Chapters two and three of the book of Revelation describe seven letters or messages from Jesus for the seven churches of Roman Asia. These messages introduce the following overall themes:
1. The Chiasm of the Seven Churches. The seven churches are structured in a typical Hebrew style (see commentary below for details).
2. Encouragement in Trouble. The messages to the seven churches exhibit both spiritual decline and a corresponding increase in the number and weight of promises made to each church.
3. Christianity’s Greatest Advance and Its Contemporary Consequences. The message to Philadelphia forecasts a time of great missionary advance. But that advance included aspects that have put Christianity on the defensive today.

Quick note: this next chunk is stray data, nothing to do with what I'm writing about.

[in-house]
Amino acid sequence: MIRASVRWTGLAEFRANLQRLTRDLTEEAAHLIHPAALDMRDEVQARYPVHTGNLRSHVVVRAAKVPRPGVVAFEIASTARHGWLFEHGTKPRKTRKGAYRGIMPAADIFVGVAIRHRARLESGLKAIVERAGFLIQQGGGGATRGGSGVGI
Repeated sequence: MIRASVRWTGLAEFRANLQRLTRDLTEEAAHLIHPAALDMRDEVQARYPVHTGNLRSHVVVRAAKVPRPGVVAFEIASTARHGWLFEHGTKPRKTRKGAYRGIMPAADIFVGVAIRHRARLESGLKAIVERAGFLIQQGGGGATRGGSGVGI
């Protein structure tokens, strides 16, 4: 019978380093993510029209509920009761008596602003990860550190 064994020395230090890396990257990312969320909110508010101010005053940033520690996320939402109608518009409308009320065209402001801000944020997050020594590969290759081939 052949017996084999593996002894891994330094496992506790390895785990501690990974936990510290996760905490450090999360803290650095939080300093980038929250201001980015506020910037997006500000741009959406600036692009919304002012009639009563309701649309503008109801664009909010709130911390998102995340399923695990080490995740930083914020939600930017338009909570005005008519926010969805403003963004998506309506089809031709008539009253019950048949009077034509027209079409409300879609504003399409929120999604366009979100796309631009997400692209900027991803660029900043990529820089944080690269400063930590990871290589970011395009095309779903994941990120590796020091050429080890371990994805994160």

4. The Message to Thyatira Is Different. The churches as a whole exhibit spiritual decline. That is also manifest locally in the messages to Ephesus, Pergamum and Sardis. But the message to Thyatira goes against the grain in a couple of ways.
5. Laodicea and the Final Era of Earth’s History. Evidence from the text supports the idea that Laodicea represents the church at the close of Christian history.
The messages to the seven churches have a common structure, similar in form to ancient letters. 1) Jesus addresses each church by name. 2) He then introduces Himself to each church, using characteristics drawn from chapter one. 3) He offers an analysis of the strengths and/or weaknesses of each church. 4) Jesus provides counsel suitable to His analysis of each church. 5) An appeal is made to listen to the Spirit. 6) Each message concludes with a promise or promises to those in each church who overcome. In messages four through seven (beginning with Thyatira), numbers five and six are reversed.